The rumbles from an ailing DVD market echoed throughout the sparsely populated hotel corridors at this year’s American Film Market.
The rapid decline of this once reliable cash cow has left many indie film producers scrambling to develop new revenue streams and transition into television, sales agents said as the week-long bazaar closed on Wednesday.
"It’s not a seller’s marketplace anymore," said Travis Stevens, director of acquisitions and marketing for Imagination Worldwide. "It used to be that you could tell buyers, you need this, you need this. That’s not the case anymore, so in this business you never like to see that happen."
As major retailers close shops and video rental chains like Blockbuster continue to be threatened by cheaper and more convenient outfits like Redbox and Netflix, distributors are finding fewer platforms for their products.
Moreover, fewer and fewer people seem willing to shell out 20 bucks or more on expensive box sets. Blu-ray sales, needless to say, have not done enough to stem the bleeding.
"There were three major parts to this business — television, theatrical, and DVD. One of those collapsed, so buyers have less money," said Mar Abadin, head of sales for 6 Sales.
But sellers report that DVD isn’t the only thundercloud. Online piracy and a move by studios to trim the number of movies released each year also have wrecked havoc on the theatrical market.
"I call it the shrinking purse syndrome," said Barbara Mudge, owner of Worldwide Film Entertainment. "Consumers have less money, maybe they’ve been laid off, so they’re not seeing as many movies in theaters or they’re going to view entertainment on illegal sites. That means that legitimate revenues decrease and our buyers’ purses shrink."
The result, she said, is that "those companies still have to fulfill their obligations. So when it comes to the money, they used to have to fill in holes with independent products, there’s no money left and they don’t buy."
"The theatrical market has changed dramatically," said Axel Bohm, senior sales executive at SevenOne International. "I’d say in Europe it’s declined by 30 to 40 percent over the past 12 months, but I think we’re starting to see the light at the end of the tunnel."
The film market’s troubles have forced those independent producers who have managed to survive the downturn to develop new strategies. In many cases that’s meant an increased emphasis on pitching to television networks.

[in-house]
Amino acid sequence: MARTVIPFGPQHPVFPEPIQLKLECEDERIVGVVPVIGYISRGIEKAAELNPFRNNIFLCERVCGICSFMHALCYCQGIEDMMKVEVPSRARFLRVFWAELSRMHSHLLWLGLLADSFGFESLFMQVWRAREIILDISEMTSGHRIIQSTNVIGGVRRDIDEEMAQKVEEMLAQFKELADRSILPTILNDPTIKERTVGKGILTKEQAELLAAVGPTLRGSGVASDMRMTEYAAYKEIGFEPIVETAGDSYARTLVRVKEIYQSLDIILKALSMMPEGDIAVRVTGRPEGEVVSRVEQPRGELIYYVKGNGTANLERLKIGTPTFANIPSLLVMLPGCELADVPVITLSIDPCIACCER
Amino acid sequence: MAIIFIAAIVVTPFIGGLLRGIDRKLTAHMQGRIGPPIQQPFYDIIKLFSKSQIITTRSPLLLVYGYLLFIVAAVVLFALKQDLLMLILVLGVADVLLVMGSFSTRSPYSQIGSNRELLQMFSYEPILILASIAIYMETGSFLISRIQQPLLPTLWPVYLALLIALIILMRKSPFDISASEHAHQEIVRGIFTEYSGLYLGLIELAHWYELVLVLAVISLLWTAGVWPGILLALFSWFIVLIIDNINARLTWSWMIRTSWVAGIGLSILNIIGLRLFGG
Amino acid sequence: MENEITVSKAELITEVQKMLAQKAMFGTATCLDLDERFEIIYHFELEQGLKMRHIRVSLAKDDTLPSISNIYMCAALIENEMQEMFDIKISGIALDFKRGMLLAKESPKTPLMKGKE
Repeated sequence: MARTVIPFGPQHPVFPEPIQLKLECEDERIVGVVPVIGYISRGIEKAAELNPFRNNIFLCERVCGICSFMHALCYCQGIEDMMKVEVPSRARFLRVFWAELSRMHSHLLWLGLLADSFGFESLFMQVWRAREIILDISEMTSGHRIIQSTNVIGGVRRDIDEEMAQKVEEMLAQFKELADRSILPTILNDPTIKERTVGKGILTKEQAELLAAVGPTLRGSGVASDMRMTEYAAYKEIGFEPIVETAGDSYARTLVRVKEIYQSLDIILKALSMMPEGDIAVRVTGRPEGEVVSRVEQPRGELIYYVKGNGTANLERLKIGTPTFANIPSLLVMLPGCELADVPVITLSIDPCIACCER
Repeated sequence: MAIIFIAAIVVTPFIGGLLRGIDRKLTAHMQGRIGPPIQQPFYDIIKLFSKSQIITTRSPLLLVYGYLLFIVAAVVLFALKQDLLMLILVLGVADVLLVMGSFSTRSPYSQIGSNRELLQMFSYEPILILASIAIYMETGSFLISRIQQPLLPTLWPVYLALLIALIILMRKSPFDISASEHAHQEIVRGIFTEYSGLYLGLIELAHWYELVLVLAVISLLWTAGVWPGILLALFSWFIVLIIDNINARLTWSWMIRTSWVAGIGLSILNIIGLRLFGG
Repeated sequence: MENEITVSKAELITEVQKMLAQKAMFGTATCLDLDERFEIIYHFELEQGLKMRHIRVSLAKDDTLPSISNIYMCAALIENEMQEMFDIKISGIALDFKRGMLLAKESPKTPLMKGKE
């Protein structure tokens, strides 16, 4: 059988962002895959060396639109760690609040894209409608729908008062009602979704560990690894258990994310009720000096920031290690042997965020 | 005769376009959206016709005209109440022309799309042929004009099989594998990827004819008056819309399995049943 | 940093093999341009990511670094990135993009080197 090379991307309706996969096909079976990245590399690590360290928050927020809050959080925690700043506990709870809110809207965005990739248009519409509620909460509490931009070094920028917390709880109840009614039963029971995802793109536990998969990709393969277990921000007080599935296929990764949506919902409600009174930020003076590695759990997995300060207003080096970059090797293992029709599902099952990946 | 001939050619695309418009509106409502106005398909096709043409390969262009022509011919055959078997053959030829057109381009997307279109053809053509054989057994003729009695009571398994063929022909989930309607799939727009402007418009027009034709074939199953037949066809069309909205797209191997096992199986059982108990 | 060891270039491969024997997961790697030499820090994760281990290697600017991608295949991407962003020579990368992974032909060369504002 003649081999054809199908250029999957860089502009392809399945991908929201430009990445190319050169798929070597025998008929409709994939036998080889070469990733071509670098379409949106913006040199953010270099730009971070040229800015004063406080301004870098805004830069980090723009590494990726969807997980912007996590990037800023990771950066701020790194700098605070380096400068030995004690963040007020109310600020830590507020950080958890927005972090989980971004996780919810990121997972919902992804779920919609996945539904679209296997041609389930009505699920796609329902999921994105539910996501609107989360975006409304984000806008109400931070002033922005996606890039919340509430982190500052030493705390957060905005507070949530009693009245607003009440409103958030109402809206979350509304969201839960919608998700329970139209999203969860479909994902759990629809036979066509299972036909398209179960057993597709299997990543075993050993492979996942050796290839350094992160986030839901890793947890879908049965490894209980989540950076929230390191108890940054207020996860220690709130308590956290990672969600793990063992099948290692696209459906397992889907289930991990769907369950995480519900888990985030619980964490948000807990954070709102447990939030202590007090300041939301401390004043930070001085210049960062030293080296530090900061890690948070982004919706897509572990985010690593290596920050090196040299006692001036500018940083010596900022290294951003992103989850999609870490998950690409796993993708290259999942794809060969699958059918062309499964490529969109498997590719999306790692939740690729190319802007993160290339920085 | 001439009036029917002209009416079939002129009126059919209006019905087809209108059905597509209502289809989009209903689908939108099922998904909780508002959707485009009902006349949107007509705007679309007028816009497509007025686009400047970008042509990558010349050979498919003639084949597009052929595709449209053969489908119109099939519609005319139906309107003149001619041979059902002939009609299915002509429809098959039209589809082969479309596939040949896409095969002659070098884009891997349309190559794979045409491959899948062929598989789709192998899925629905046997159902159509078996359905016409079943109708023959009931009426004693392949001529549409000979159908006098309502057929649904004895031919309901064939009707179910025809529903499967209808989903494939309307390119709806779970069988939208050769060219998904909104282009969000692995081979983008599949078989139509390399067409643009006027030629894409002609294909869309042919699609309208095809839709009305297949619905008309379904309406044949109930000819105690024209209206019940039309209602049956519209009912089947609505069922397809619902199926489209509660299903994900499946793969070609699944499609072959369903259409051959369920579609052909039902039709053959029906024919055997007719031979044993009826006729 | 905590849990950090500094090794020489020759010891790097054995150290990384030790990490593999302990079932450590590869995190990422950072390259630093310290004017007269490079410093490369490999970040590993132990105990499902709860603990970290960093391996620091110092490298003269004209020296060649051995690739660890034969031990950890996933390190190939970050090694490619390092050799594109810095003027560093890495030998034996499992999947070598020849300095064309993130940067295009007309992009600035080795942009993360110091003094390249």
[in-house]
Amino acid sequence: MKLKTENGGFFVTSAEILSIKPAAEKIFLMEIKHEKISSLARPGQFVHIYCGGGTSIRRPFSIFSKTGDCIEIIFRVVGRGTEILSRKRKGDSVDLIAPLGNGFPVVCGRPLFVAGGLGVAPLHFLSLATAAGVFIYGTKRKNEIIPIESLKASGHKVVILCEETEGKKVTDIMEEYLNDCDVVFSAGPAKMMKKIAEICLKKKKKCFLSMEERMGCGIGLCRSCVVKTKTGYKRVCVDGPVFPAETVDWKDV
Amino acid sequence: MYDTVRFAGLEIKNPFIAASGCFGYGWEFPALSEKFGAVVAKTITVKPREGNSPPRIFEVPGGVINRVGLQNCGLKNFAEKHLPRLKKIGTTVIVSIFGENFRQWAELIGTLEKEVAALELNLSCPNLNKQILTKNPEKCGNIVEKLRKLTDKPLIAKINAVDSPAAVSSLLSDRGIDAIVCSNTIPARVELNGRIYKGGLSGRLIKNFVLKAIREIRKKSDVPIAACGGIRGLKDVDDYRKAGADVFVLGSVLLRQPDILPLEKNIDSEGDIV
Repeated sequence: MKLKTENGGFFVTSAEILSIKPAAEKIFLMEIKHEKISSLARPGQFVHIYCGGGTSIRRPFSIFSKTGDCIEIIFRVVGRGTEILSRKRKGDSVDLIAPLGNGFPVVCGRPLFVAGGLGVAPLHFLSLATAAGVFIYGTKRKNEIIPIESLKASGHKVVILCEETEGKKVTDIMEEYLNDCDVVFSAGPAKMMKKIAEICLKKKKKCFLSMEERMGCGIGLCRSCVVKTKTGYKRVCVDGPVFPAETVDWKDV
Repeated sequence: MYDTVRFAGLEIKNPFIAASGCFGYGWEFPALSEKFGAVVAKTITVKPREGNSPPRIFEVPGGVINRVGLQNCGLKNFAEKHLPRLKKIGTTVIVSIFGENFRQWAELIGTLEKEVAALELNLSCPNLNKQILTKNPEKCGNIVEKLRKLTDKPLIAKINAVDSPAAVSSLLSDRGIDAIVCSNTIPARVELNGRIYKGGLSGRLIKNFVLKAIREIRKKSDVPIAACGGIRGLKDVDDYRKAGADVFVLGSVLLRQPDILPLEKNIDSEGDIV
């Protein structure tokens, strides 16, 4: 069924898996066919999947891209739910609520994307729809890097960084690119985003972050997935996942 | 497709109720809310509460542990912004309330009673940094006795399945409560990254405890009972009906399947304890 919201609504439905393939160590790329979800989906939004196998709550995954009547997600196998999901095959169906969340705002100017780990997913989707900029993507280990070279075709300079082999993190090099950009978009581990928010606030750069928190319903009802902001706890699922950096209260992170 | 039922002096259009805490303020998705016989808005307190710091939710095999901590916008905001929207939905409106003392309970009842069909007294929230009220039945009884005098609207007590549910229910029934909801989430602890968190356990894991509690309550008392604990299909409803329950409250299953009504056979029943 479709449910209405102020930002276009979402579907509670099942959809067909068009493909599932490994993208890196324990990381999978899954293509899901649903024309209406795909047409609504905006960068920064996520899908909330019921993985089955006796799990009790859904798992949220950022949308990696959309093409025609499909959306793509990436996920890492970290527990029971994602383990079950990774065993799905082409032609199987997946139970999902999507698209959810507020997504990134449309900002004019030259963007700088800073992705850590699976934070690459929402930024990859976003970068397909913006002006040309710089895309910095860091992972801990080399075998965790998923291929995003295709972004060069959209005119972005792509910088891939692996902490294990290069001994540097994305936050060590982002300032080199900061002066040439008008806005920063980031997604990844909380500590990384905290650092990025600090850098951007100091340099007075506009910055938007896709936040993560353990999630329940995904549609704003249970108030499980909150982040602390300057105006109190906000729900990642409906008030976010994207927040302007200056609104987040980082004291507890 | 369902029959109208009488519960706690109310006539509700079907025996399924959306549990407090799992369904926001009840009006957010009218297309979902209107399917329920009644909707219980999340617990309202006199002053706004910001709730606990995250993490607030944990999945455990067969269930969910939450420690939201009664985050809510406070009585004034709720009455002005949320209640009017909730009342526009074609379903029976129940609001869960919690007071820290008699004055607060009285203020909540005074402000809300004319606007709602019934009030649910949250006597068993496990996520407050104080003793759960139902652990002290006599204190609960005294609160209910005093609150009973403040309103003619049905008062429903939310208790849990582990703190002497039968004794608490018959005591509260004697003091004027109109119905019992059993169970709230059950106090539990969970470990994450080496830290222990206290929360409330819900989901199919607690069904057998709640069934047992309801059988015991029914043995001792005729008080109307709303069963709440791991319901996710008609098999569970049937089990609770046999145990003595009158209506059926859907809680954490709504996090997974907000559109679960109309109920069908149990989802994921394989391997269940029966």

"Television, those budgets have indeed come back," said Mudge. "As an independent producer, I have to make sure that any film I have is sellable in all media, that it’s not something that is only going to air after 10. My movies may not go theatrical, so they better be able to play at any time slot. They have to play at 3, at 6, or at 10; it’s great if there are no restrictions because there’s nothing objectionable."
Those companies that had made the transition to television seemed more optimistic about the market than those that remained firmly entrenched in the theatrical world.
"It went well, largely because we saw where the market with DVD was going, and we concentrated on our TV product," said Stevens.
For those companies that were not as heavily invested in the television business as Stevens and Mudge, the solution was to get continually specialized.
In the case of Nikkatsu Corporation, it was Sushi Typhoon, a new label devoted entirely to extreme-gore action. It proved to be a hit with buyers, and its first offering, "Alien vs. Ninja," was able to line up several key markets before the bazaar closed.
"The DVD market has become very specialized," said Tomohiro Hayashi, head of operations, North America, for Nikkatsu. "I’m not sure what it’s like in the United States, but internationally, there’s more interest in genre titles."
Investors, many of whom have seen their own profitability decline precipitously, are no longer as free and loose with cash as they once were.
"They are not taking risks in films anymore," said 6 Sales’ Abadin. "Buyers are only interested in low cost, small budget films or high budget films with names. There’s no market for mid-range films."
Though AFM’s managing direct Jonathan Wolf touted the influx of new buyers in his introductory remarks to press at the market, he did admit that the free-spending days were gone and that attendance levels would probably readjust to 2004 levels.
While not exactly funereal, the lack of congestion at the Loews and Le Merigot hotels in Santa Monica affected the mood of distributors and producers, who remembered fondly when the beachfront hotels were filled to overflowing.
"It used to be you couldn’t get into eat at the restaurant in the lobby, now you can get a table for 10," said Leslee Allmon, vice president of worldwide distribution services for Showcase Entertainment.